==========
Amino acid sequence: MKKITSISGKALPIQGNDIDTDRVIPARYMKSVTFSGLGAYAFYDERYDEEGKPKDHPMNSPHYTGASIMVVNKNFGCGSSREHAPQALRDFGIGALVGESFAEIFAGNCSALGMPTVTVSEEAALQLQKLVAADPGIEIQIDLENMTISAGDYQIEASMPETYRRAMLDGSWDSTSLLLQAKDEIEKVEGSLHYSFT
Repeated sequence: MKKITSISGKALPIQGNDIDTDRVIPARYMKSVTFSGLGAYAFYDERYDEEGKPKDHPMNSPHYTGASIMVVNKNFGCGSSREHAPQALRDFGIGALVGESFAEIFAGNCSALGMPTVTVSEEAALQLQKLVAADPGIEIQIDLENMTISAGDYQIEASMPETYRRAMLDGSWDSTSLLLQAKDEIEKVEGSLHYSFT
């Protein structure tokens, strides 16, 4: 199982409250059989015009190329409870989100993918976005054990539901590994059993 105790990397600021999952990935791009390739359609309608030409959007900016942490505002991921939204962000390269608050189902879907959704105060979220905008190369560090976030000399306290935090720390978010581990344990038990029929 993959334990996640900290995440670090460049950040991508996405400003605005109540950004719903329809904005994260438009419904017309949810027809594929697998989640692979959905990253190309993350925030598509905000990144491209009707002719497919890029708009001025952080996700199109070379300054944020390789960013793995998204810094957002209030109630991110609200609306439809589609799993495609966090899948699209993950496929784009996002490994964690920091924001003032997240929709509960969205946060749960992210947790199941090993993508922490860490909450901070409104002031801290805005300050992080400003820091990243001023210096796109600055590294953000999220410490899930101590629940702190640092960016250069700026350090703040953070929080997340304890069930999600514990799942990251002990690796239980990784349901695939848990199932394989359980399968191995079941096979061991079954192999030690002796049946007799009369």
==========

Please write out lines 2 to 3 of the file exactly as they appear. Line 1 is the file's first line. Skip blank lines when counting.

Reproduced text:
Repeated sequence: MKKITSISGKALPIQGNDIDTDRVIPARYMKSVTFSGLGAYAFYDERYDEEGKPKDHPMNSPHYTGASIMVVNKNFGCGSSREHAPQALRDFGIGALVGESFAEIFAGNCSALGMPTVTVSEEAALQLQKLVAADPGIEIQIDLENMTISAGDYQIEASMPETYRRAMLDGSWDSTSLLLQAKDEIEKVEGSLHYSFT
């Protein structure tokens, strides 16, 4: 199982409250059989015009190329409870989100993918976005054990539901590994059993 105790990397600021999952990935791009390739359609309608030409959007900016942490505002991921939204962000390269608050189902879907959704105060979220905008190369560090976030000399306290935090720390978010581990344990038990029929 993959334990996640900290995440670090460049950040991508996405400003605005109540950004719903329809904005994260438009419904017309949810027809594929697998989640692979959905990253190309993350925030598509905000990144491209009707002719497919890029708009001025952080996700199109070379300054944020390789960013793995998204810094957002209030109630991110609200609306439809589609799993495609966090899948699209993950496929784009996002490994964690920091924001003032997240929709509960969205946060749960992210947790199941090993993508922490860490909450901070409104002031801290805005300050992080400003820091990243001023210096796109600055590294953000999220410490899930101590629940702190640092960016250069700026350090703040953070929080997340304890069930999600514990799942990251002990690796239980990784349901695939848990199932394989359980399968191995079941096979061991079954192999030690002796049946007799009369």